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J Biol Chem. 2001 Oct 19;276(42):39438-47. Epub 2001 Aug 10.

Characterization of the human ABCG1 gene: liver X receptor activates an internal promoter that produces a novel transcript encoding an alternative form of the protein.

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  • 1Department of Biological Chemistry and Medicine, University of California, Los Angeles, California 90095, USA.

Erratum in

  • J Biol Chem 2002 May 10;277(19):17375.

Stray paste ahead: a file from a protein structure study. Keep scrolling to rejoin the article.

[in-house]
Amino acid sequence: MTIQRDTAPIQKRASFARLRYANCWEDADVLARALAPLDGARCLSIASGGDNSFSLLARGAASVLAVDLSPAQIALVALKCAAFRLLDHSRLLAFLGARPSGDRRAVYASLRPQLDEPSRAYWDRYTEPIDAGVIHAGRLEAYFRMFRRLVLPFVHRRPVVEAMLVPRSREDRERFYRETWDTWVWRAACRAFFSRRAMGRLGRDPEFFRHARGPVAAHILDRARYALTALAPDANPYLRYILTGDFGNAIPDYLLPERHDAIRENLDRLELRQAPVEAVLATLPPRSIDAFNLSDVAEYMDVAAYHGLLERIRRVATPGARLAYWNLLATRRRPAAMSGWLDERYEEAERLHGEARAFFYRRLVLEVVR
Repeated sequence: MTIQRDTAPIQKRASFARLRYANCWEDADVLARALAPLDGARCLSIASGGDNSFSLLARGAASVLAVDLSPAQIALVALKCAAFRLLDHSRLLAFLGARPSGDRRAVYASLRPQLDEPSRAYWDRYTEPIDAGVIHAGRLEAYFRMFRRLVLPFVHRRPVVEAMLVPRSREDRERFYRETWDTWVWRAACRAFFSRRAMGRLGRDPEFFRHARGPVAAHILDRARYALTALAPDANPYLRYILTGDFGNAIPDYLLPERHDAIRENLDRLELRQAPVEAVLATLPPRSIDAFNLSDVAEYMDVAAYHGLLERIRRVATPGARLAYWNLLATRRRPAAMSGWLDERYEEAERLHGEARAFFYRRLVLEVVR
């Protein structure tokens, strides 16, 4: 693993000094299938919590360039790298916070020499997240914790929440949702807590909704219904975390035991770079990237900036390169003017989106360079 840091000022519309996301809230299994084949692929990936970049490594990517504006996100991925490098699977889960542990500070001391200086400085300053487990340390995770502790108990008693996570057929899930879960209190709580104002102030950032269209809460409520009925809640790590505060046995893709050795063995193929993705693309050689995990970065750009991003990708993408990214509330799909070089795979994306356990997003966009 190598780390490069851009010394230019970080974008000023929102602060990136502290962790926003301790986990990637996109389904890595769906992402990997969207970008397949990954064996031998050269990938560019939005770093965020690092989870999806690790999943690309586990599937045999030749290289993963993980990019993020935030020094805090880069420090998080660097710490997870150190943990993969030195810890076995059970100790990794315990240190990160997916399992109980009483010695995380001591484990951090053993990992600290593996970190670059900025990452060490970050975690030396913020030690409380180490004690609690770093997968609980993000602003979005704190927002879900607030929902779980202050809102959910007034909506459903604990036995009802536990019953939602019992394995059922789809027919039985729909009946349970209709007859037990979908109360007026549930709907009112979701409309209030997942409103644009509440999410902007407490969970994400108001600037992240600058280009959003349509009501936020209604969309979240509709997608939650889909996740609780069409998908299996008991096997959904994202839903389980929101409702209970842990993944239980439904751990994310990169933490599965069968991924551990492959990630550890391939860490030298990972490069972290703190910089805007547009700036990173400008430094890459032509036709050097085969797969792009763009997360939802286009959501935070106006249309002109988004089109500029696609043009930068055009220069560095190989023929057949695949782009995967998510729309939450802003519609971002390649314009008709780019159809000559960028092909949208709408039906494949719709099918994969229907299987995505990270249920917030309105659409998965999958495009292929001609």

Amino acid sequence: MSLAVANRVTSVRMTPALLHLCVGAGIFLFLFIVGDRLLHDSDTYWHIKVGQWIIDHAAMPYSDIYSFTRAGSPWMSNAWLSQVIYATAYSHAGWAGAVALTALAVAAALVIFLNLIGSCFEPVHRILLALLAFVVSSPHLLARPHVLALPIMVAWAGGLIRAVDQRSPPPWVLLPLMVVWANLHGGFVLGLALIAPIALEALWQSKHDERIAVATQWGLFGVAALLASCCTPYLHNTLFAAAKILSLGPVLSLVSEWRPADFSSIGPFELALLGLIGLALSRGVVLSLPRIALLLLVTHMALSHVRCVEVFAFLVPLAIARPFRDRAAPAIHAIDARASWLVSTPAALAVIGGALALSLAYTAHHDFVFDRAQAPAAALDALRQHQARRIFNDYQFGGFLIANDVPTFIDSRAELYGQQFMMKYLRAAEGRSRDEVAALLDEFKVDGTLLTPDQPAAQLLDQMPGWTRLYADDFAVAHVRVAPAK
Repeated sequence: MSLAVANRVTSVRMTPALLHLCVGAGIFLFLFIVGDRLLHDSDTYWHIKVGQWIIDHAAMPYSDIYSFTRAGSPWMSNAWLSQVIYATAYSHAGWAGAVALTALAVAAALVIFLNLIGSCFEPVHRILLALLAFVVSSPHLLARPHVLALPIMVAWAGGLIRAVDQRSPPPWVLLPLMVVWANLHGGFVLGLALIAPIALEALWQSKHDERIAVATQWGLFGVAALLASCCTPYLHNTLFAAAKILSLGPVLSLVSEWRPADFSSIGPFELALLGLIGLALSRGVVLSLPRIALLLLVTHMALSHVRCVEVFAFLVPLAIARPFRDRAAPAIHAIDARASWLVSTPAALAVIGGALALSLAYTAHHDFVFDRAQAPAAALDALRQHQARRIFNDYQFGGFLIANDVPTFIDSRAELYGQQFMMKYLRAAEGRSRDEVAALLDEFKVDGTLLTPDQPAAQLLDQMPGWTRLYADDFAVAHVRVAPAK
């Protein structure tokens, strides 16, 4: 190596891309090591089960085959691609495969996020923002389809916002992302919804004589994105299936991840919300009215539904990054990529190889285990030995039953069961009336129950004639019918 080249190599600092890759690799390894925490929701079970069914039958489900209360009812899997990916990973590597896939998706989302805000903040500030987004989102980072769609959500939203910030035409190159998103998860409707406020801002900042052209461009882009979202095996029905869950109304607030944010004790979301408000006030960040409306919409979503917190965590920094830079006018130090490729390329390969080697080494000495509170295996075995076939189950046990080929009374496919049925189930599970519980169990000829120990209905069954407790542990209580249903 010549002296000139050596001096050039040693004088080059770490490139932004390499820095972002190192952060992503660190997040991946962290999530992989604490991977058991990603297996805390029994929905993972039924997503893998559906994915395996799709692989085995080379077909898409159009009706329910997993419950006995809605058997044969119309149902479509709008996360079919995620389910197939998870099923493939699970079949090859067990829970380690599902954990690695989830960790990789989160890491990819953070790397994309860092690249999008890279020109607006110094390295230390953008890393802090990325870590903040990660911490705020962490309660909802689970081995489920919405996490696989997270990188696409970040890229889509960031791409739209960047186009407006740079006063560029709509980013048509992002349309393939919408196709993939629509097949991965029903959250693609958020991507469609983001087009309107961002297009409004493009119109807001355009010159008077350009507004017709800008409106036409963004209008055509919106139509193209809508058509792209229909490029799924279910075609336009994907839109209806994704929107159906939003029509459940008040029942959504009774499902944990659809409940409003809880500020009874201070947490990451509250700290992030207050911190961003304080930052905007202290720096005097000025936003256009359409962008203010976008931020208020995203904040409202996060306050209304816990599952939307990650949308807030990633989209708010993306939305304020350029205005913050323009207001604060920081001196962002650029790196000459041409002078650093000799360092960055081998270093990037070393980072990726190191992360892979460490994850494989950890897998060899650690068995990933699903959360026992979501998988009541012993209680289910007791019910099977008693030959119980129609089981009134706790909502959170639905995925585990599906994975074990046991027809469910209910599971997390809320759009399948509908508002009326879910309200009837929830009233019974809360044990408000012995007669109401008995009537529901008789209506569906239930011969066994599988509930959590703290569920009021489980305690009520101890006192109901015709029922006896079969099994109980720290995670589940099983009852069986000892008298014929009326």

The human ABCG1 gene encodes a member of the ATP-binding cassette (ABC) superfamily of transporter proteins and is highly induced when macrophages are incubated with oxysterols. Using mRNA from oxysterol-treated human THP-1 cells together with 5'-rapid amplification of cDNA ends and polymerase chain reaction, we identified a novel ABCG1 transcript that encodes a putative protein of 786 residues containing a new amino terminus of 203 amino acids. Characterization of the genomic organization and structure of the human ABCG1 gene demonstrates that: (i) the gene consists of 23 exons spanning 98 kilobase pairs (kb) on chromosome 21q22.3, (ii) the 203 amino acids are encoded on three previously unidentified exons, 8-10, and (iii) a promoter, containing a TATA box and two liver X receptor (LXR) alpha response elements (LXREs), is located upstream of exon 8. Northern analysis using exon-specific probes confirms that oxysterol treatment results in >10-fold induction of ABCG1 transcripts that are derived from either exons 8-23 or exons 5, 7, and 11-23. Electromobility shift assays demonstrate that LXRalpha and retinoid X receptor alpha bind to the two LXREs in intron 7. Cells were transiently transfected with reporter luciferase constructs under the control of either (i) 9 kb of genomic DNA corresponding to intron 7 and part of exon 8 and containing either wild-type or mutant LXREs or (ii) two copies of the wild-type or mutant LXRE. In all cases, the wild-type construct was regulated in an LXR- and oxysterol-dependent manner, and this regulation was attenuated when the LXREs were mutated. In conclusion, the human ABCG1 gene contains multiple promoters, spans more than 98 kb and comprises 23 exons that give rise to alternative transcripts encoding proteins with different amino-terminal sequences. Elucidation of the various roles of different ABCG1 isoforms will be important for our understanding of mammalian cholesterol homeostasis.

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